Levin Metals Corp. v. Parr-Richmond Terminal Co., 608 F. Supp. 1272 (N.D. Cal. 1985)

U.S. District Court for the Northern District of California - 608 F. Supp. 1272 (N.D. Cal. 1985)
May 17, 1985

608 F. Supp. 1272 (1985)

LEVIN METALS CORPORATION, Levin-Richmond Terminal Corporation, Plaintiffs,
v.
PARR-RICHMOND TERMINAL COMPANY, et al., Defendants.
PARR-RICHMOND TERMINAL COMPANY, et al., Counterclaimants,
v.
Richard LEVIN, et al., Counterdefendants.
PARR-RICHMOND TERMINAL COMPANY, et al., Plaintiffs,
v.
Richard LEVIN, et al., Defendants.

Nos. C-84-6273 SC, C-84-6324 SC.

United States District Court, N.D. California.

May 17, 1985.

*1273 Latham & Watkins, David L. Mulliken, Robert P. Dahlquist, San Diego, Cal., for counterdefendant Montrose Chemical Corp. of California.

Stephen B. Peck, Hanson, Bridgett, Marcus, Vlahos & Stromberg, San Francisco, Cal., for plaintiff.

Arthur R. Albrecht, Thacher, Albrecht & Ratcliff, San Francisco, Cal., for defendants Parr-Richmond Terminal Co. and John Parr Cox.

Kenneth E. Keller, Bronson, Bronson & McKinnon, San Francisco, Cal., for defendants Parr Industrial Corp. and Fred Parr Cox.

John J. Murray, Law Offices of John J. Murray, Redwood City, Cal., for U.S. Gypsum.

David Giannotti, McKenna, Conner & Cuneo, Los Angeles, Cal., Peter Gillon, McKenna, Conner & Cuneo, Washington, D.C., for R.J. Prentiss.

Alex Heckathorn, Santa Rosa, Cal., for Heckathorn & Co.

Leach, Biesty & McGreevy, San Francisco, Cal., for Heckathorn II.

Nicholas Aracic, Moore, Clifford, Wolfe, Larson & Trutner, Oakland, Cal., for Levin Metals Corp.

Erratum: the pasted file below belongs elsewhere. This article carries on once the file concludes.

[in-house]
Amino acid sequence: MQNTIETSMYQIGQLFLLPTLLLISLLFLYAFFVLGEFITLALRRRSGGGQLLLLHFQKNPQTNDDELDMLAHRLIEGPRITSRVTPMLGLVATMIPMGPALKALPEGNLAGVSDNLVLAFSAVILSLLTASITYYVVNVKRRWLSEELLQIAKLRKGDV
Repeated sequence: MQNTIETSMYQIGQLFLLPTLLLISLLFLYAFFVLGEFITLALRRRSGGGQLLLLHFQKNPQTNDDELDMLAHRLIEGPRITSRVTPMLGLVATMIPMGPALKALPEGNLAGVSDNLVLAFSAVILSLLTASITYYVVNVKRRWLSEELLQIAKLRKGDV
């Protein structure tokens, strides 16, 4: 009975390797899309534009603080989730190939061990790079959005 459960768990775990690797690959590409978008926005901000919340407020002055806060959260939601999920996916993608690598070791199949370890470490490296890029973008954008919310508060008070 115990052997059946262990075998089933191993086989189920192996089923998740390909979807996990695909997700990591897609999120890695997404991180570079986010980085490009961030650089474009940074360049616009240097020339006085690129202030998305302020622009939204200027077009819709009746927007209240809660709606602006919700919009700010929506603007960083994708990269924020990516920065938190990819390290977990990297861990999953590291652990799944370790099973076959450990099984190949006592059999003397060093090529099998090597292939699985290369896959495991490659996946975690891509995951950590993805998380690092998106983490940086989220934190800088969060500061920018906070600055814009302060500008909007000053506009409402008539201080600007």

*1274 CONTI, District Judge.

 
I. INTRODUCTION

For the purposes of this order, the plaintiffs in Case No. C-84-6273-SC will be referred to as "Levin Metals" and the defendants and counterclaimants in the same case will be referred to as "Parr-Richmond." In February, 1984, Levin Metals commenced the central action involved herein, Case No. C-84-6273-SC, in Contra Costa Superior Court, raising state claims for fraud, breach of the duty of good faith and fair dealing, negligence, nuisance, tortious breach of statutorily imposed duty, and declaratory relief and indemnity. In September, 1984, Parr-Richmond removed the Levin Metals action to this court, asserting that this court has exclusive original jurisdiction over the action, pursuant to 42 U.S.C. § 9613(b). Also in September, 1984, Parr-Richmond filed its complaint in Case No. C-84-6324-SC against Levin Metals and other parties for declaratory relief of non-liability under the Comprehensive Environmental Response, Compensation, and Liability Act ("CERCLA"), 42 U.S.C. § 9601 et seq. In October, 1984, Parr-Richmond filed a counterclaim in Case No. C-84-6273-SC against Levin Metals and the other defendants named in Case No. C-84-6324-SC. The counterclaim in Case No. C-84-6273-SC is virtually identical to the complaint filed in Case No. C-84-6324-SC. Therefore, Parr-Richmond's complaint and counterclaim will at times be collectively referred to as the "Parr-Richmond complaint." In an order dated October 31, 1984, Case No. C-84-6273-SC and Case No. C-84-6324-SC were determined to be related cases.